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Words and Actions

My second to last post was about how Octavia Butler seemed to be promoting the idea of social determinism through the character of Rufus and how social determinism, while often espoused by people who consider themselves revolutionaries, in fact undermines revolutionary causes by making societal change seem to be an impossibility. I talked about how simply educating people about racial issues is futile unless it is backed by concrete efforts at change, and how it seems that many in the academic community do just that, while at the same time upholding social determinism as a prison that traps us inside racist societal structures.

I think when Becca commented on my article, she misunderstood my view about educating people about racial issues. I believe that that is the crucial first step in righting racial inequality, and it should not be undervalued. I am sorry if I made it seem otherwise in my post. And I do think that in a lot of ways, Butler’s Kindred touches on new ways of making people aware of racial problems today. But I don’t think the novel really does a lot in terms of inspiring change, but it instead adopts a pessimistic attitude that causes one to question whether or not there will ever be an end to widespread racism. I think there should be more literature out there does more than just wag its finger at modern racism. People need to be suggesting AND enacting solutions to racial divisions. It is not enough to criticize the unjust and unloving of this world. We need to go out and right those wrongs.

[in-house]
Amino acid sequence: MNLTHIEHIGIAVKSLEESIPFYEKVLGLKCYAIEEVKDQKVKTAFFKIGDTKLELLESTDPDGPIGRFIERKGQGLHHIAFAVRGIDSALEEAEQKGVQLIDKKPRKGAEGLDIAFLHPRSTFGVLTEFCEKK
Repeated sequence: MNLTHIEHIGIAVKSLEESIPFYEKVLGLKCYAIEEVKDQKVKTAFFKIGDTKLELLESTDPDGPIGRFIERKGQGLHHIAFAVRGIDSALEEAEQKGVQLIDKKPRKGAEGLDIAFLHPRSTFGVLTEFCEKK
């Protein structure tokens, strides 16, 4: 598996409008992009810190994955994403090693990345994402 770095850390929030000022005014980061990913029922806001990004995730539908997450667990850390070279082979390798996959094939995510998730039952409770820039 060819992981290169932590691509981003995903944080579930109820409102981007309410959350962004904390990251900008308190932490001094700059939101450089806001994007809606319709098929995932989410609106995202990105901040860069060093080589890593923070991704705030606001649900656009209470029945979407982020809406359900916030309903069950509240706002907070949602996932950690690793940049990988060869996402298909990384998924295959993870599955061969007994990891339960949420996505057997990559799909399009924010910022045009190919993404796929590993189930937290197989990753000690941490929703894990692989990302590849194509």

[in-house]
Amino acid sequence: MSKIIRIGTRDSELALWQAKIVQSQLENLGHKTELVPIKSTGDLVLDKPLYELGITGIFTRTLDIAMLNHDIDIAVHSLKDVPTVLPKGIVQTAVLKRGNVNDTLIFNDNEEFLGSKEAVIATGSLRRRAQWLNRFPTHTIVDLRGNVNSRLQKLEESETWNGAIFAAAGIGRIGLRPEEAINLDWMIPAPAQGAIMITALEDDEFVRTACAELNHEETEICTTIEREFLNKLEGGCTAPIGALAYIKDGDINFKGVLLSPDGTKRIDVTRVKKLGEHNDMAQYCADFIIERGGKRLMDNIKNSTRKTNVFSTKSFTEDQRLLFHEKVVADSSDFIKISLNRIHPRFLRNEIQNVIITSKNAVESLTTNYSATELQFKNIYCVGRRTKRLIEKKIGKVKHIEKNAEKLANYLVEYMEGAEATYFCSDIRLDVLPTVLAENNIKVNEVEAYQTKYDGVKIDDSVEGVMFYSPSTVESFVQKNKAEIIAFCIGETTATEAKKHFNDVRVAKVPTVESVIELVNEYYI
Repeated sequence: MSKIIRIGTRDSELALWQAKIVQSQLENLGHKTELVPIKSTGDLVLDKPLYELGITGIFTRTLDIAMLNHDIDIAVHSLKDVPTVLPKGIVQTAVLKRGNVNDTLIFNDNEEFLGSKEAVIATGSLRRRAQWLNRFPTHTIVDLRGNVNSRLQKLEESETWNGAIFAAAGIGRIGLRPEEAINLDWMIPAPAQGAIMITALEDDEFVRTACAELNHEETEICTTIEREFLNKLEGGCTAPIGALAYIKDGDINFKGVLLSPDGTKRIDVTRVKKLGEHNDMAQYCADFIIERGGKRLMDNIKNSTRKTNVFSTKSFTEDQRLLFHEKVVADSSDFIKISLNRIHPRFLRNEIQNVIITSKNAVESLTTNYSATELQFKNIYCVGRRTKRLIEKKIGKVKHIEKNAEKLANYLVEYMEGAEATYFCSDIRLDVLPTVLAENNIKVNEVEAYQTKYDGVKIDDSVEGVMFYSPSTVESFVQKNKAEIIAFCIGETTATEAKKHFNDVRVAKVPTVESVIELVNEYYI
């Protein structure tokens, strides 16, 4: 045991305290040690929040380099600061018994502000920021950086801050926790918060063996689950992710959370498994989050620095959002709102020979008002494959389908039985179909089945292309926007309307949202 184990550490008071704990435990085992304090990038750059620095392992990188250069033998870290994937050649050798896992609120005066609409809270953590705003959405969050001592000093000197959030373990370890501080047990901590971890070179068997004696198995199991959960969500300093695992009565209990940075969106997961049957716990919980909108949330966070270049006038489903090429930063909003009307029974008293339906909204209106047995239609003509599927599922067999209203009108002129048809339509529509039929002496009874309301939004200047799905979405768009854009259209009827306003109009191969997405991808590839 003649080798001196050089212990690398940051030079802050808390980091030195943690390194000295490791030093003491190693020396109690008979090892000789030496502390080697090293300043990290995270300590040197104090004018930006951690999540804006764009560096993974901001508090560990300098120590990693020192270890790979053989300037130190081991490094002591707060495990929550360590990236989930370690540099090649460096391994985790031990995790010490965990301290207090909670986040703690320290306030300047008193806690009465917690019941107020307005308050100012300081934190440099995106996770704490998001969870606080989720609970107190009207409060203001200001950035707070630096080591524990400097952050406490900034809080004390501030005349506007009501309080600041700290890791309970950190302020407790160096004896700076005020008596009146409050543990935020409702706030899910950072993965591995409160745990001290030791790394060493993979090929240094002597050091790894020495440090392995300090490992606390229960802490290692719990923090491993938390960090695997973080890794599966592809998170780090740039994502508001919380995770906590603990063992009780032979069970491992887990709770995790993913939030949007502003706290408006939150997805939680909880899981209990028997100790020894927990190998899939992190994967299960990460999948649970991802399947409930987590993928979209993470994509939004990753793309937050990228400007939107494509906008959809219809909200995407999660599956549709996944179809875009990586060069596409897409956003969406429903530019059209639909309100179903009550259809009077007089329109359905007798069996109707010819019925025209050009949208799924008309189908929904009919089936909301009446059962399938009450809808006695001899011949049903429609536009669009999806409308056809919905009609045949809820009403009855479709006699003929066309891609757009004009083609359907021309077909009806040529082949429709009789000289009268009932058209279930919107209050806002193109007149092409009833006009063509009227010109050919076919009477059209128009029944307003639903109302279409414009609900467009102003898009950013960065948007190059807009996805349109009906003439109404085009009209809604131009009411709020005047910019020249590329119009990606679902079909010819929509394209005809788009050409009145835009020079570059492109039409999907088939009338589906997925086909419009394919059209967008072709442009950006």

I have had fun with and been thoroughly engrossed by the research we’ve been doing for this class, and I’m glad that it will be made available to the public. I have confidence that it can be a powerful tool to correct problems that have arisen in Williamson County with black cemeteries. However, I hope that action, and not just empty words, will come out of this project.

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